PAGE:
From sourcing to shipping

by Alex Chan

Christine Pace, operations and marketing director, Hong Kong, Adecco Personnel Limited
Photo: Johnson Poon

Smaller companies give junior merchandisers more opportunities to learn the business quickly

When considering where to apply for their first job, many people automatically assume that a big company will provide more benefits and better training. There is also the comfort factor of thinking they will be part of a well-oiled machine with the sense of job security that can bring. Only later do they realise that, if you really want to learn at top speed in fields like merchandising, and pick up maximum experience in the shortest possible time, smaller companies are often the best option.

"Today, successful merchandisers need to be multi-skilled and able to multi-task," says Christine Pace, the operations and marketing director for Hong Kong at Adecco Personnel Limited. She explains that this means knowing how to source products throughout the region, finalise orders with buyers, supervise production, negotiate prices, and ensure shipments are effected on time.

Larger companies often divide these responsibilities between different departments, with only the most senior merchandisers having an overview of everything going on. Therefore, a new joiner might be assigned, for example, to the logistics department and, for the first year or two, only have a comparatively narrow view of the industry.

In contrast, smaller enterprises are more prepared to throw graduates in at the deep end and give them much wider exposure. Usually, they are expected to assist senior merchandisers with whatever comes up and be ready to shoulder responsibility early on. "That gives them a better knowledge of the way the overall business works and prepares them to handle a variety of roles," says Ms Pace. "The trend today is that companies want people who are flexible and able to wear several different hats."

Growth in Asia

Although China continues to drive the growth of manufacturing and trading in Asia, other markets — notably Vietnam, Singapore and Taiwan — have also seen increased demand for merchandisers. This has created new opportunities for experienced professionals in Hong Kong, provided they are willing to travel regularly or relocate overseas. A move to the mainland is still the most likely, since many Hong Kong manufacturers have now not only transferred production there, but also many head office functions. Not surprisingly, this has boosted demand for merchandisers who are fluent in Cantonese, Mandarin and English, and are familiar enough with Chinese and western culture to adapt quickly to any working environment.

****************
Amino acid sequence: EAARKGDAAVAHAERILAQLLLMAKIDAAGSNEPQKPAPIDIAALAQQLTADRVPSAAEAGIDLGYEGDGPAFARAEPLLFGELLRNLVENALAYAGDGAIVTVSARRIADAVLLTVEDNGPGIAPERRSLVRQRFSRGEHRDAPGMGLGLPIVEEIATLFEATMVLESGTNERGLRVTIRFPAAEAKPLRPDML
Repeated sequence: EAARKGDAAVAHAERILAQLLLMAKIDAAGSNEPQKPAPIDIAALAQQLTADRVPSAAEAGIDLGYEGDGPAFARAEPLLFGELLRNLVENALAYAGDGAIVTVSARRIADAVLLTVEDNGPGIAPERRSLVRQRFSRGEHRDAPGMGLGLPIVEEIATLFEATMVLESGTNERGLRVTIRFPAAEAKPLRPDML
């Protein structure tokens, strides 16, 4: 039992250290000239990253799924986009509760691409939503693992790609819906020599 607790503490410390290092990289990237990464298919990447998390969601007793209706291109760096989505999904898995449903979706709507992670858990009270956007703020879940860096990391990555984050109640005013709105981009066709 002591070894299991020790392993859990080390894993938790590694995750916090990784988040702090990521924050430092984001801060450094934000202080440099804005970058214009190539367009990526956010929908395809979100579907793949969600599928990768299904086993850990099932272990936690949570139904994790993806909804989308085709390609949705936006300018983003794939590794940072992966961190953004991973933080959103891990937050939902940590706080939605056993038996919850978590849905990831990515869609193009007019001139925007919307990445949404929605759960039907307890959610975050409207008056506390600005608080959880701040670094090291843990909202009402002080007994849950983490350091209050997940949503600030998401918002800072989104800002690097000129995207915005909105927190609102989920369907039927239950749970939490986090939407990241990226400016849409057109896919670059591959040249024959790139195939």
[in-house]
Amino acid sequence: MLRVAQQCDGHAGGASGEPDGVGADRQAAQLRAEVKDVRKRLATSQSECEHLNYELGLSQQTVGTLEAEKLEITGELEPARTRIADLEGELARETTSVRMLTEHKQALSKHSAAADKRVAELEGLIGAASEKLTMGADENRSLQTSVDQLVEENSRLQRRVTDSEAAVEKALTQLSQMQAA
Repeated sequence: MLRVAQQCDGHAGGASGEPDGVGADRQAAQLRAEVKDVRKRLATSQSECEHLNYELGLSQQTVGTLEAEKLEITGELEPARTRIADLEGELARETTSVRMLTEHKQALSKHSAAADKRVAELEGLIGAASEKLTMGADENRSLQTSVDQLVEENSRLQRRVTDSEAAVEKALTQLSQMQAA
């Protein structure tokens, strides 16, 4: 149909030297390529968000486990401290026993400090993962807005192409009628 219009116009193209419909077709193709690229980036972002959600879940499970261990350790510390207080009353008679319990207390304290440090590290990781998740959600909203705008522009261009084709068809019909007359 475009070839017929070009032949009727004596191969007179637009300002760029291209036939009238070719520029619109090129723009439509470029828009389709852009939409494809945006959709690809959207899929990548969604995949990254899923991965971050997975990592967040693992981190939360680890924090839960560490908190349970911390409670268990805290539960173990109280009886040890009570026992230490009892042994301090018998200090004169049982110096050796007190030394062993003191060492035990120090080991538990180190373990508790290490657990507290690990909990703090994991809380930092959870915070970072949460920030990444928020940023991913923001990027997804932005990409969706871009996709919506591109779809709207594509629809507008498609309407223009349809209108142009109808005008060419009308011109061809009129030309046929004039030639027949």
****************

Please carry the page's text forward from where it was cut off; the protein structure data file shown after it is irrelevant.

Despite the many openings now available, Ms Pace is concerned that careers in merchandising are not promoted as much as they should be. "Some people regard jobs in banking or finance as more attractive, which is limiting the supply of talent in merchandising," she says. "Therefore, Hong Kong companies may need to do more to outline this career path and point out that travel is now an integral part of many jobs."

She also notes that, in merchandising, chances for promotion usually come earlier. "If you are interested in the profession, flexible, and willing to take on a range of duties, you will be able to move up to a senior level far quicker than in a bank," she notes.

Entry level

Employers looking to fill entry-level merchandising positions normally consider applicants with any academic background. However, for more technical roles, such as in IT and electronics manufacturing, candidates are expected to have related qualifications or significant specialist experience. This is needed to deal proficiently with suppliers, manufacturers and buyers.

According to Ms Pace, the manufacturing and trading sectors currently represent around 25 to 30 per cent of the job openings on Adecco's books and the company has a separate division handling such appointments. "The team in that division are all former merchandisers, so they have an excellent understanding of the industry, as well as of employer and employee needs," she says.

"They know that companies need people who are flexible enough to deal with a US buyer for an order for one type of product and, the next minute, with a European client wanting to buy something with completely different specifications."


Taken from Career Times 01 September 2006
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